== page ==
America’s Cup in Bermuda prepares to take off for its 35th event

Oracle Team USA hopes to defend its title while five international teams are racing to qualify and win the America’s Cup.

BERMUDA ― Top sailors from around the world will be competing in the 35th America’s Cup, one of the world’s fastest sailing races. With Bermuda hosting the event, yachts will propel through the warm, clear Caribbean waters starting May 26 with the qualifying events.

Oracle Team USA is the defending champion. Five international teams representing Sweden (Artemis Racing), New Zealand (Emirates Team), France (Groupama Team), Great Britian (Land Rover BAR) and Japan (Softbank Team) are also competing for the America’s Cup title.

It may be called the America’s Cup but the race has evolved into a world competition. America’s Cup is actually named after America, the winning schooner of the 1851 race.

All the teams representing various countries in the race started arriving in Bermuda as late as April. The Swedish team, Artemis Racing, and Oracle Team USA, however, took residence in Bermuda for the past two years to undergo training exercises.

The qualifying races, beginning May 26 and concluding June 3, will eliminate one team from the competition. The America’s Cup Challenger Playoffs, June 4 to 12, follow and will determine the team to challenge Oracle Team USA.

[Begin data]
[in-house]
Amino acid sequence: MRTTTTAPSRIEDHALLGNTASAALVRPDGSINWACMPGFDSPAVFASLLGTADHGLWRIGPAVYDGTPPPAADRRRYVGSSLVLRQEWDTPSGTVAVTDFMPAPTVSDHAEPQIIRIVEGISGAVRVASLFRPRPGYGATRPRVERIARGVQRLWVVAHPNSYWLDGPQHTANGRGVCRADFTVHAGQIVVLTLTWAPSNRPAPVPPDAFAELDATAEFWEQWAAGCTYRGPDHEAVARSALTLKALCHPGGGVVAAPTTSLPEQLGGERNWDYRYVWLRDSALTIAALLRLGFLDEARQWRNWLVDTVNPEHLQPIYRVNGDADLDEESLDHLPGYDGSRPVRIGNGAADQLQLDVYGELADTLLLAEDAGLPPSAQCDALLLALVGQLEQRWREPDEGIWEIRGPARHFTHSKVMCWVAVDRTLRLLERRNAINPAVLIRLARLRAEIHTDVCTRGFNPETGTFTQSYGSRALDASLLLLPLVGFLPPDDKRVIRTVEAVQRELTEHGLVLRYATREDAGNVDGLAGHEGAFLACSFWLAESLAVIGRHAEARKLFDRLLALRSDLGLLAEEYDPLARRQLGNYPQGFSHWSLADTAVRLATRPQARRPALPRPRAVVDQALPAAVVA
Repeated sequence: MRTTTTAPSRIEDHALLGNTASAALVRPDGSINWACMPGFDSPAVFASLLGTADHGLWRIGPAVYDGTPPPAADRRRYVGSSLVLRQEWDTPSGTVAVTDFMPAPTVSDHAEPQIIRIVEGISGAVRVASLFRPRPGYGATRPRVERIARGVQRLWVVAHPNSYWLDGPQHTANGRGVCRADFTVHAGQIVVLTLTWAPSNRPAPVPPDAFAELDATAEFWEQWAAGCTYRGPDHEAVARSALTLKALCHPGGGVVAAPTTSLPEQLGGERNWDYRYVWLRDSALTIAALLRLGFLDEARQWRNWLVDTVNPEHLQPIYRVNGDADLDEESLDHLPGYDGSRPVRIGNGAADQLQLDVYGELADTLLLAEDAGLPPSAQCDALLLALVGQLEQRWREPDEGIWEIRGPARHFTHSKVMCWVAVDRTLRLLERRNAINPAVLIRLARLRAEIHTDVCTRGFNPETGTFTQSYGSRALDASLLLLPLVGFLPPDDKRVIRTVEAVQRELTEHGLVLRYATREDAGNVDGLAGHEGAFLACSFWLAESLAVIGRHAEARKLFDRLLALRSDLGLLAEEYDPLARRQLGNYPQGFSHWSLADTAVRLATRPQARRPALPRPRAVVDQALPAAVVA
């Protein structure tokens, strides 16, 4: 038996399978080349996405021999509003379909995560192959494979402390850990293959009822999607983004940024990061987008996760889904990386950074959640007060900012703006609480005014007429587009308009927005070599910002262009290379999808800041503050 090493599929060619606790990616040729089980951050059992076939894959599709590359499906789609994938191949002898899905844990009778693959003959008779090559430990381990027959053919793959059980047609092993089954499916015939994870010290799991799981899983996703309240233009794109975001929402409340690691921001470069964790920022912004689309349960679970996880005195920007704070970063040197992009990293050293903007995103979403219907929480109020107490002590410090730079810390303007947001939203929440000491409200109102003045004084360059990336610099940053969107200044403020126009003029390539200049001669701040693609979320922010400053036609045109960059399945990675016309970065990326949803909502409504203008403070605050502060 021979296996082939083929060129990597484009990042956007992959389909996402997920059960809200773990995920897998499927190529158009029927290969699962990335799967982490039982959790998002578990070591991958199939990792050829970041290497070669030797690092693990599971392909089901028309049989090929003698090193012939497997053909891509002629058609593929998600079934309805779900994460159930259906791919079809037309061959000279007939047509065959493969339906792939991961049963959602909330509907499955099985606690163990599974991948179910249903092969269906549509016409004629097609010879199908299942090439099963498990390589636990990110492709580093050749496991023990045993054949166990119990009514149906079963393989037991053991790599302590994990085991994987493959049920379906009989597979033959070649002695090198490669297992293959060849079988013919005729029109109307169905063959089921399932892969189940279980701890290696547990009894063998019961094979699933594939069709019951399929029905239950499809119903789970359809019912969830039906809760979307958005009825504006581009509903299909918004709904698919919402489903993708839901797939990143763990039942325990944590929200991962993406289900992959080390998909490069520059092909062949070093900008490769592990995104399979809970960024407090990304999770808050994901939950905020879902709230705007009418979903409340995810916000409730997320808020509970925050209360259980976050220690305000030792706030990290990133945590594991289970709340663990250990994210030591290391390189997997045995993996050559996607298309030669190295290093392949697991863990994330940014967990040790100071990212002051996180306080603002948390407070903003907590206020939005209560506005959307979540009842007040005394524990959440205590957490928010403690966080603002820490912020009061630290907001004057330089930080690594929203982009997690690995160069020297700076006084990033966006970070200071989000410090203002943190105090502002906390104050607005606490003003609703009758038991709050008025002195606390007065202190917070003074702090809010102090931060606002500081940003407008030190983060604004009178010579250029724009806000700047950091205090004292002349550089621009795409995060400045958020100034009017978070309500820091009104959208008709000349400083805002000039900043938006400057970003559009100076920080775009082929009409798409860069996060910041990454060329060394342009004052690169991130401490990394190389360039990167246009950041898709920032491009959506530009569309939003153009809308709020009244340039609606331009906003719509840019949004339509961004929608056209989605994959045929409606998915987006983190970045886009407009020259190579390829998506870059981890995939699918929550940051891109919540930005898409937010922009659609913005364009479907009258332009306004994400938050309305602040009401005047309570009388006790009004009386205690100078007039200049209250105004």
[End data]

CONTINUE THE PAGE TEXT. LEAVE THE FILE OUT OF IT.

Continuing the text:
Oracle Team USA won the previous two America’s Cup races. It will be interesting to see if it manages to win a third consecutive race. Only once in the history of America’s Cup has a team accomplished three consecutive races.

Oracle Team USA is “led by skipper Jimmy Spithill, both the youngest helmsman to compete in the America’s Cup at age 19 and the youngest skipper ever to win at age 30,” according to the America’s Cup website.

The team from Sweden, Artemis Racing, sadly lost a crew member while training for America’s Cup in 2013. Andrew Simpson, otherwise known as Bart, died after being pinned underneath the team’s capsized vessel in the San Francisco Bay.

Competitive sailing is obviously not without its risks and challenges. The weather conditions in Bermuda are expected to be nice at the time of the event. The exact course, however, will not be determined until the day of the event after taking into consideration the direction of the winds.

With the modern day vessels having hydrofoil suspension underneath the hull, these catamarans appear to fly just above the water and have the ability to go as fast as 45 knots. In fact, America’s Cup is being compared to Formula One racing and starting to be referred to as “F1 on the water.”

Oracle Team USA, as defending champion, chose this year’s race location.

Bermuda’s Great Sound, according to the America’s Cup website, provides a perfect “natural amphitheater for the race course.”

Visit America’s Cup website at for more information and updates about the race.

Sam Greenfield/ORACLE TEAM USA photo

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